Bleeding in and around the brain can cause compression of or damage to delicate brain tissue, especially in the days immediately after an injury. Unfortunately, this bleeding is usually hidden from view. That's why parents and friends should always watch over a player after a concussion.* It is important to look for changing signs and symptoms (i.e. increasing headache or decreasing responsiveness) that might expose these "silent killers" [Figure 2]. Identified players should be taken immediately to an emergency room for evaluation.
* Many experts feel that bleeding is of greatest concern in the first few hours after head trauma. That's why, after being evaluated by a doctor, it is often recommended that players with a suspected concussion stay awake during these initial hours (it is difficult for family and friends to evaluate a "sleeping" person). In other words, it can help observers more easily evaluate changes in signs and symptoms that might require an immediate trip to the emergency room. Nevertheless, general observation for up to 48 hours (allowing for sleep) is still recommended as the bleeding can occur slowly and little by little create dangerous pressure on the brain or decrease the necessary flow of oxygen to the brain.
Figure 2 SOME REASONS FOR URGENT REFERRAL TO A HOSPITAL Any player who has or develops the following: 1. A fractured skull. 2. Deterioration in conscious state following injury. 3. Focal neurological signs (physical or mental signs that point to damage to a particular part of the brain, spinal cord, or other nerve) 4. Confusion or impairment of consciousness for more than 30 minutes. 5. Loss of consciousness for more than 5 minutes. 6. Persistent vomiting or increasing headache post-injury. 7. Any convulsive movements with neurological signs. 8. More than one episode of concussive injury in a match or training session. 9. Children below the age of 10 with head injuries. 10.High-risk patients (e.g. hemophilia, anticoagulant use). 11.Inadequate post-injury supervision. (Football Emergency Medicine Manual, FIFA, pg. 60)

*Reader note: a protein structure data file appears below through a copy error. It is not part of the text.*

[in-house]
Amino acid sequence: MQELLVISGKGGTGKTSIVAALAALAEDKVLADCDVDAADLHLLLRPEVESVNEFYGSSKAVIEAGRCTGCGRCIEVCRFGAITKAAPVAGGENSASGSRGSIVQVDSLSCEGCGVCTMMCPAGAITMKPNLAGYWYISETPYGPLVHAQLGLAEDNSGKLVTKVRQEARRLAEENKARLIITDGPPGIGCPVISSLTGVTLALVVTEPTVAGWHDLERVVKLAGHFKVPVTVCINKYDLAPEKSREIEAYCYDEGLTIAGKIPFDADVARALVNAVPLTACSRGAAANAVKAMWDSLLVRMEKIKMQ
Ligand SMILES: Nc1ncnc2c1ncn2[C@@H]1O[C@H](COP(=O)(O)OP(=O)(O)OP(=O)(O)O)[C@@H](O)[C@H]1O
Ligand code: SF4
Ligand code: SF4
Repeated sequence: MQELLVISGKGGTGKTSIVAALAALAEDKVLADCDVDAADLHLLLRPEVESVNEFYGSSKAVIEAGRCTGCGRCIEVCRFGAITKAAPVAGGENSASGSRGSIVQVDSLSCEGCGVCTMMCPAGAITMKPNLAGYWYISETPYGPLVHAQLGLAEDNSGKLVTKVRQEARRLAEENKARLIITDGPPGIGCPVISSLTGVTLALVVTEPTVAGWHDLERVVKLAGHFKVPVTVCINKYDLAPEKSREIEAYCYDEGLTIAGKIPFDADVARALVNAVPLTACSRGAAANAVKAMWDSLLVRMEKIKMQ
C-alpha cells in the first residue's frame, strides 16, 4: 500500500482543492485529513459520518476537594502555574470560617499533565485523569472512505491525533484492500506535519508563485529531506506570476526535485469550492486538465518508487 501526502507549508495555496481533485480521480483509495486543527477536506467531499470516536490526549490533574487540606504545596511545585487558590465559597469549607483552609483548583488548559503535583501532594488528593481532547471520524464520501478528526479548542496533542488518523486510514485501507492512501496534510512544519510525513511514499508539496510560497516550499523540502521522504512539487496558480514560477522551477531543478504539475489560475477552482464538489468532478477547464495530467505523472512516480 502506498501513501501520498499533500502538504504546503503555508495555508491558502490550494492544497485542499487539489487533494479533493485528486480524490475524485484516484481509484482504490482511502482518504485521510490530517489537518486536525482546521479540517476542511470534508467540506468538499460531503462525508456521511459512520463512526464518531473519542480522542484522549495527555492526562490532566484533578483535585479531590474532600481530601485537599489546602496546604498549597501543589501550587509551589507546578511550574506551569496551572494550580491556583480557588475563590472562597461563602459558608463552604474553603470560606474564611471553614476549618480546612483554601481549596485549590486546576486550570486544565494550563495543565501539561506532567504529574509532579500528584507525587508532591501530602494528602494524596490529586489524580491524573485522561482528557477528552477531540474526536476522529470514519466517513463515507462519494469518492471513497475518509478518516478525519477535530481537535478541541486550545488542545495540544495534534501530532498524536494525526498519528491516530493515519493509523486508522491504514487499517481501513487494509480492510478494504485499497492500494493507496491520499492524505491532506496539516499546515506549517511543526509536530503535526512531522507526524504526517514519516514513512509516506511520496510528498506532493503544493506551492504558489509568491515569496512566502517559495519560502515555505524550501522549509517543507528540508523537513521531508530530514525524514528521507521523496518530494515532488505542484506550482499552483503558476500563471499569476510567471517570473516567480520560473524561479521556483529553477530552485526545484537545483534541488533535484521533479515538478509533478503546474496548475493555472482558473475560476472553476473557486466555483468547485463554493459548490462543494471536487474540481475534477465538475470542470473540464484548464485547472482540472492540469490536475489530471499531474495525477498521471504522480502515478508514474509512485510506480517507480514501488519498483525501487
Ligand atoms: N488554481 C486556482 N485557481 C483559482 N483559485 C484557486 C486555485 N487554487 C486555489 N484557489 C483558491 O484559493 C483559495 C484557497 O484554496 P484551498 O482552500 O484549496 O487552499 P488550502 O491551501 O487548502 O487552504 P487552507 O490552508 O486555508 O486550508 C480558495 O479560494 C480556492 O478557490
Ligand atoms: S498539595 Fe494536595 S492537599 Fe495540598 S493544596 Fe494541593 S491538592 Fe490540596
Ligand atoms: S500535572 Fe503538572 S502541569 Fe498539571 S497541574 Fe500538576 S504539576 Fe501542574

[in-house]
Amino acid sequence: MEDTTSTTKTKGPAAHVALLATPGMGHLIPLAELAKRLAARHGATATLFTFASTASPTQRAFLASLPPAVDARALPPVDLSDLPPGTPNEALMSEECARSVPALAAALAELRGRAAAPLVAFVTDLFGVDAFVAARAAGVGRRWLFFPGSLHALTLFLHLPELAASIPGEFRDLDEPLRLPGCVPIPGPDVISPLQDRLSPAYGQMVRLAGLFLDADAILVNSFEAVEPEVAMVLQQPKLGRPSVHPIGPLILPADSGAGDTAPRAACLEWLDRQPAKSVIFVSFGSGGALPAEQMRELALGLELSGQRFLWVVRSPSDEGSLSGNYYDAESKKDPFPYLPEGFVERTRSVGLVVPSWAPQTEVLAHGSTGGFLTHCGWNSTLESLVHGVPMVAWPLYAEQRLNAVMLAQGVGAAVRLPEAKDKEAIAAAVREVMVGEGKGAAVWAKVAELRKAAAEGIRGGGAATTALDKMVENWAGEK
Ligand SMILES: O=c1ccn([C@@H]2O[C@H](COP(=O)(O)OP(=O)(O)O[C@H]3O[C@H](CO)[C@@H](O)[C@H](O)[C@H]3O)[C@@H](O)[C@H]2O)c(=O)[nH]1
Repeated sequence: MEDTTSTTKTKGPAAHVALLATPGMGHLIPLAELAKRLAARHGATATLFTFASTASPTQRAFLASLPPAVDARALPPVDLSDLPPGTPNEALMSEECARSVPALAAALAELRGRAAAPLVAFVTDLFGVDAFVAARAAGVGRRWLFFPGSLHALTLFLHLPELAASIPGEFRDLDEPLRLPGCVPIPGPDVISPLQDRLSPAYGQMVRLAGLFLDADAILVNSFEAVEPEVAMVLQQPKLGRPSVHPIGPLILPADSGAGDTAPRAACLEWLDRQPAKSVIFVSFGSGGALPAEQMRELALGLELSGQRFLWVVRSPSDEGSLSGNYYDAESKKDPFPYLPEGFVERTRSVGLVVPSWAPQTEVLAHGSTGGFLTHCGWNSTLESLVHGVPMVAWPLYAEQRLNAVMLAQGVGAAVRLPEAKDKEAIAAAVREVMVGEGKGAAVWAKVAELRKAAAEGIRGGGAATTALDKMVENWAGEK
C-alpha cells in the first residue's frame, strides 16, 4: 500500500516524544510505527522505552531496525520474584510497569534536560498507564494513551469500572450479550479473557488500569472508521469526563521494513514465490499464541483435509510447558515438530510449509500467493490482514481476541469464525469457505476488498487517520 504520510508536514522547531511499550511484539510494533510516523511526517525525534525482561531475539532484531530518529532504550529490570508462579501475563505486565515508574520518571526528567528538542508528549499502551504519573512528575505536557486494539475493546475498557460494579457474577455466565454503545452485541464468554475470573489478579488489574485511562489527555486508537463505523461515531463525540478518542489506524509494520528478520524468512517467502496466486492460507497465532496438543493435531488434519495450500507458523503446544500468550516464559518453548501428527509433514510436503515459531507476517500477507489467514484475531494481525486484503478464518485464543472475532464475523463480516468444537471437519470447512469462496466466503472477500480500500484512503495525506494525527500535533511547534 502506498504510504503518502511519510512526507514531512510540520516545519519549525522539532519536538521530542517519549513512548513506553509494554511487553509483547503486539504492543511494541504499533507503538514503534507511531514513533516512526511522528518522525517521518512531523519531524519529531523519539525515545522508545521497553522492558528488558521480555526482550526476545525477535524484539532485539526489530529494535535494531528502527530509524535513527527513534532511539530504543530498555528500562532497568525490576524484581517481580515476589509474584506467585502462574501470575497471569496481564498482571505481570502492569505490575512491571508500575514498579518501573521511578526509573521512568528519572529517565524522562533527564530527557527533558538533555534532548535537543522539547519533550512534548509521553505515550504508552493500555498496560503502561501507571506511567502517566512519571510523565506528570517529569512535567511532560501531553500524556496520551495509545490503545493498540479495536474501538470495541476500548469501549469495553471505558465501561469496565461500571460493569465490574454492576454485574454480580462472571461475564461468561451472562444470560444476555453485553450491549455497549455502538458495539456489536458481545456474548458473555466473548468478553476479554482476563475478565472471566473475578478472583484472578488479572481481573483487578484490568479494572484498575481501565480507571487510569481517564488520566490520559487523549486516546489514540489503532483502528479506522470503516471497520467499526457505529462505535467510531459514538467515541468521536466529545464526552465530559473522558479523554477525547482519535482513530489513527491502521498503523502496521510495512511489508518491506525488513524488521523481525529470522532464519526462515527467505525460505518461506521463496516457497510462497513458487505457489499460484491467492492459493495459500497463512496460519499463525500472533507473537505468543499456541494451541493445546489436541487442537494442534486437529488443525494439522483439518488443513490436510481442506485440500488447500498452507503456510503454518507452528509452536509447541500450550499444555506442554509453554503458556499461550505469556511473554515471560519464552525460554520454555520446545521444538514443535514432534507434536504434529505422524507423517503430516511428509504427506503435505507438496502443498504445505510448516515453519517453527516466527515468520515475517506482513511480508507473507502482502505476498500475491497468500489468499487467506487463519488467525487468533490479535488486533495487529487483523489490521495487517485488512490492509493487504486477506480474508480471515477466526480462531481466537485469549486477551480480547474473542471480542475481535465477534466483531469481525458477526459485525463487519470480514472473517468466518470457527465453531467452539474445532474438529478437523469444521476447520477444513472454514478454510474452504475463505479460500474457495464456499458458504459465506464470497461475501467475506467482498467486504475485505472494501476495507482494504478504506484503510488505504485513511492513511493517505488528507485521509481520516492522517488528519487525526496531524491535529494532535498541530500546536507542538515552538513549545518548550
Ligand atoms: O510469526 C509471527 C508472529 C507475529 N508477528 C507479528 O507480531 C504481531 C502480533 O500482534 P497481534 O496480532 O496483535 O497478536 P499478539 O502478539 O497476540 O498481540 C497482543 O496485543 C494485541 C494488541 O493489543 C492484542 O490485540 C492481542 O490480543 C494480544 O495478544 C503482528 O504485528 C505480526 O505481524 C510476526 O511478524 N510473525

SOME REASONS FOR URGENT REFERRAL TO A HOSPITAL
Any player who has or develops the following:
1. A fractured skull.
2. Deterioration in conscious state following injury.
3. Focal neurological signs (physical or mental signs that point to damage to a particular part of the brain, spinal cord, or other nerve)
4. Confusion or impairment of consciousness for more than 30 minutes.
5. Loss of consciousness for more than 5 minutes.
6. Persistent vomiting or increasing headache post-injury.
7. Any convulsive movements with neurological signs.
8. More than one episode of concussive injury in a match or training session.
9. Children below the age of 10 with head injuries.
10.High-risk patients (e.g. hemophilia, anticoagulant use).
11.Inadequate post-injury supervision.
(Football Emergency Medicine Manual, FIFA, pg. 60)
What You Can Do: Prevention
Some thoughts about prevention techniques (things to consider before going on the pitch):